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Volume 76, Issue 1, Pages 58-67

Carbon Dioxide, a Releaser for Digging Behavior in Solenopsis Geminata (Hymenoptera: Formicidae)

Biological Laboratories, Harvard University, USA

Received 16 March 1969

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The behavior of ants digging through sand or clay in the direction of trapped nestmates has been described by Belt (1874) and Lafleur (I940). Wilson (1958) showed that in Pogonomyrmex badius (Latreille) this behavior pattern is released by a volatile substance originating from the mandibular glands. Later, McGurk et al. (1966) identified the responsible compound as 4-methyl-3-heptanone. At the same time, Blum and Warter (1966) isolated 2-heptanone from Conomyrma pyramica (Roger) and described its function as the releaser of alarm and digging behavior. Spangler (1968) reported that not only whole workers, but also amputated parts as well as larvae and pupae of Pogonomyrmex occidentalis (Cresson) attract workers of this species and release digging behavior. Forrest (1963) studied Lasius flavus nearcticus and four species of Acanthomyops and found that workers also dig to free ants of another species but attack them as soon as they are released.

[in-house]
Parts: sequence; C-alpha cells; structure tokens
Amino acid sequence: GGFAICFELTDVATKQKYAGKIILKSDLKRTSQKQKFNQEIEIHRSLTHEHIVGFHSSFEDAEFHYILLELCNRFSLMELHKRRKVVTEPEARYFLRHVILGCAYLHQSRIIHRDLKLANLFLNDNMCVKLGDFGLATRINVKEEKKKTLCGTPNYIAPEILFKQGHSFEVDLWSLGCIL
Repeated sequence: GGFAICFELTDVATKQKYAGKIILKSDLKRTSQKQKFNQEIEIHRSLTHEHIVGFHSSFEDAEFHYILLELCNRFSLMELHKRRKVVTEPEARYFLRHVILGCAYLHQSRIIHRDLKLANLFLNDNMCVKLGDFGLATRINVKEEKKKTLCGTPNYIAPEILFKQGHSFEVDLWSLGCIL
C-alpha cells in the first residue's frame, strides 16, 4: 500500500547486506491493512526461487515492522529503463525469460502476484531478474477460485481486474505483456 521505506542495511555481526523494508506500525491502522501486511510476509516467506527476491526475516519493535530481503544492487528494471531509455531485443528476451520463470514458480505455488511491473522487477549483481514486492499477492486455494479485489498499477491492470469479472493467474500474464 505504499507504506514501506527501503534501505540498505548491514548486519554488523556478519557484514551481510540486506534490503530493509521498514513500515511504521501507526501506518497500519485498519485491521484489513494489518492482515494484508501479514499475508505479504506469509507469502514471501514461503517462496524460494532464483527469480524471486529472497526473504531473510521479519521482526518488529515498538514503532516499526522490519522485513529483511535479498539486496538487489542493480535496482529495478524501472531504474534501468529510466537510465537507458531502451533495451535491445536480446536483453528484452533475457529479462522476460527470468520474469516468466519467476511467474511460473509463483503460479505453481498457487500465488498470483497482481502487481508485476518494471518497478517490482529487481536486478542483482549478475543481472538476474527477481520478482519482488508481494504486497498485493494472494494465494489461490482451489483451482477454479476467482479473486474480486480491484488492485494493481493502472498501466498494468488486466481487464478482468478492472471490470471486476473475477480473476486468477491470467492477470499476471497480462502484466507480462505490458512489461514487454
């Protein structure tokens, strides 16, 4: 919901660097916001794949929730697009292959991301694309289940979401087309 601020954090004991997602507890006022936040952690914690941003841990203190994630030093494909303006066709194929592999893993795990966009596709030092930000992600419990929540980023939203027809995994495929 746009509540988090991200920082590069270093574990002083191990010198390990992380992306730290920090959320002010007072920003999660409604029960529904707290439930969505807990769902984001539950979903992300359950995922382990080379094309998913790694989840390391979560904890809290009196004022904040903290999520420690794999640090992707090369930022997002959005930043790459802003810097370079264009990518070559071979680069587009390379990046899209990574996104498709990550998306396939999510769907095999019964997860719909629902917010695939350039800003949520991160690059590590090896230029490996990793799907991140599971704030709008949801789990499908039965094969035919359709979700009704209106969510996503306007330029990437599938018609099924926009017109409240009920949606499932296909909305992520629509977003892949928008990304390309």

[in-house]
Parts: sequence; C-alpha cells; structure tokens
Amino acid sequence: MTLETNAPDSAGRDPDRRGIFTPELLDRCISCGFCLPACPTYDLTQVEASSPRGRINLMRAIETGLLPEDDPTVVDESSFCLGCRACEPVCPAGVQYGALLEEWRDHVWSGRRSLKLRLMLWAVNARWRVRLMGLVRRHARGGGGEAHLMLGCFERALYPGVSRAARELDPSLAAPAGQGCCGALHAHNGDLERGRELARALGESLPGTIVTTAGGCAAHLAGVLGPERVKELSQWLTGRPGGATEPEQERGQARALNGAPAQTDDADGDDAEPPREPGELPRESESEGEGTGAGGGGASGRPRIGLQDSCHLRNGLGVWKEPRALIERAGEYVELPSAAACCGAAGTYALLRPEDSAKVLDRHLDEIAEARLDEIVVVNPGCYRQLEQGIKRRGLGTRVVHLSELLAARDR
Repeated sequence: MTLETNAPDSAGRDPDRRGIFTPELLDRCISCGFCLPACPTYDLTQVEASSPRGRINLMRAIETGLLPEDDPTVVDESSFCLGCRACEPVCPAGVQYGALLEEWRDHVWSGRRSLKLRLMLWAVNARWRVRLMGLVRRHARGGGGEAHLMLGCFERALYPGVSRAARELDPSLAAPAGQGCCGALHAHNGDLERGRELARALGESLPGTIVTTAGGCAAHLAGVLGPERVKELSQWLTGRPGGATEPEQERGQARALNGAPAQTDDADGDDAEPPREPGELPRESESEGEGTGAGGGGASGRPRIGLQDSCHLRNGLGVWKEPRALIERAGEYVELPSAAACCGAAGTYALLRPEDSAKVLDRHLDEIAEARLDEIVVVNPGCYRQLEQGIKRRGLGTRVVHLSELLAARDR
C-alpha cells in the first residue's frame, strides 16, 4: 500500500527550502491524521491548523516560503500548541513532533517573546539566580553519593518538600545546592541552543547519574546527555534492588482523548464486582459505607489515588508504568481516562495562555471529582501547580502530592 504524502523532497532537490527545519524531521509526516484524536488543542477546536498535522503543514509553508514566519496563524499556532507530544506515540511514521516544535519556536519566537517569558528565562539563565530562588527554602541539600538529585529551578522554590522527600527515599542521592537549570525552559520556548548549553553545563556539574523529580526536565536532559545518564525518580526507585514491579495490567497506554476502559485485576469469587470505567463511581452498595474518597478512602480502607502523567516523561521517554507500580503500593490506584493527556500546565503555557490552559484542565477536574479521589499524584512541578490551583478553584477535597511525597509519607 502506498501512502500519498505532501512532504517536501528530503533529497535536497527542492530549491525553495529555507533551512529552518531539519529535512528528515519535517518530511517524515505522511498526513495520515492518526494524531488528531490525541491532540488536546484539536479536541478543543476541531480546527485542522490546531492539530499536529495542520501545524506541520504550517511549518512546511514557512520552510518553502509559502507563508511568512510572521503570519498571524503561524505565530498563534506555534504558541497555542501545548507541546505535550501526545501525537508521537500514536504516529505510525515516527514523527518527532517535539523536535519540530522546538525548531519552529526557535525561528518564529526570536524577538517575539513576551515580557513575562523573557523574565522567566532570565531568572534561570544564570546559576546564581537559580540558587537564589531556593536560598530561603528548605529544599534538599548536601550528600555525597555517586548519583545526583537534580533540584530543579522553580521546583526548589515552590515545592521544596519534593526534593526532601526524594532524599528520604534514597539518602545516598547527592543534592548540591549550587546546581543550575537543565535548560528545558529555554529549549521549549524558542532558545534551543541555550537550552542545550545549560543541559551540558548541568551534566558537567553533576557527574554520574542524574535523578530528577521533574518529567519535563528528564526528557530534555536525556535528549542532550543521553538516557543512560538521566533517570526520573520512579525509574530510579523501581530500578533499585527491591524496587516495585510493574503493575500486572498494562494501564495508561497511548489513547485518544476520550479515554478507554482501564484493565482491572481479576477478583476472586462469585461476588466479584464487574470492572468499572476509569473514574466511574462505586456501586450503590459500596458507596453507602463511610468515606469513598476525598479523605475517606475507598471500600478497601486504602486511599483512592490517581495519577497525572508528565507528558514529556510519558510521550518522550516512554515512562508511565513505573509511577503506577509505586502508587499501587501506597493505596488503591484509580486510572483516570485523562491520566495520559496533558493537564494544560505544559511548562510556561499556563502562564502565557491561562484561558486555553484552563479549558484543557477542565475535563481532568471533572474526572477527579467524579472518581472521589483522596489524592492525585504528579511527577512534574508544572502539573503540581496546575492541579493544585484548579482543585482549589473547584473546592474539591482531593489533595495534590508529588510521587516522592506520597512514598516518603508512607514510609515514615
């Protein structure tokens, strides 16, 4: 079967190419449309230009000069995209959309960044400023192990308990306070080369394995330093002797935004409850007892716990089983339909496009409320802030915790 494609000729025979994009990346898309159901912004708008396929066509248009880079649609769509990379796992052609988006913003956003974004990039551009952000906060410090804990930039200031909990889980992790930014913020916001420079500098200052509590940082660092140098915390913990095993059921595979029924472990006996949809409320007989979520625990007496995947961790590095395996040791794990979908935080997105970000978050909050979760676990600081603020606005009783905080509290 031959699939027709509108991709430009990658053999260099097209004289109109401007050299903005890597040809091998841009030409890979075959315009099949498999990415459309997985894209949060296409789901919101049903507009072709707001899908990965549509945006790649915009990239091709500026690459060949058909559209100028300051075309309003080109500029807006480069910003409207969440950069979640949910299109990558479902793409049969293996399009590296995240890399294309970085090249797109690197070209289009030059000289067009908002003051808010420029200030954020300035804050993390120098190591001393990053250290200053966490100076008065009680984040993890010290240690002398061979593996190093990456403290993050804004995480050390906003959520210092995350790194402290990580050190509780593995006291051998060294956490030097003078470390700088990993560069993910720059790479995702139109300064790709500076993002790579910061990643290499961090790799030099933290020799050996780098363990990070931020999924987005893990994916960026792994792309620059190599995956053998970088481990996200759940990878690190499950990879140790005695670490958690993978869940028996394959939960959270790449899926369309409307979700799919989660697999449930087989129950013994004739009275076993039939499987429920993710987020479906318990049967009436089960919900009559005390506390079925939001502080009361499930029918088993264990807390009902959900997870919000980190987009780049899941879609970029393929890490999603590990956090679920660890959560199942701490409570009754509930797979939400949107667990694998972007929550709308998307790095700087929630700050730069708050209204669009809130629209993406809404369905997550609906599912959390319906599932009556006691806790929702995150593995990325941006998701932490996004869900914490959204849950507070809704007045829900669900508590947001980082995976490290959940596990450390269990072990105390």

During studies on a colony of Solenopsis geminata (Fabricius), I noticed that returning foragers started to remove a plug of cotton used to block the entrance of an artificial nest immediately after its mounting, even if the position of the entrance was rotated through 180°. During most of these actions, they used their mandibles to chew away small pieces of the obstacle. The purpose of the present paper is to report on the finding that this behavior is released by the carbon dioxide produced by the ants trapped inside the nest.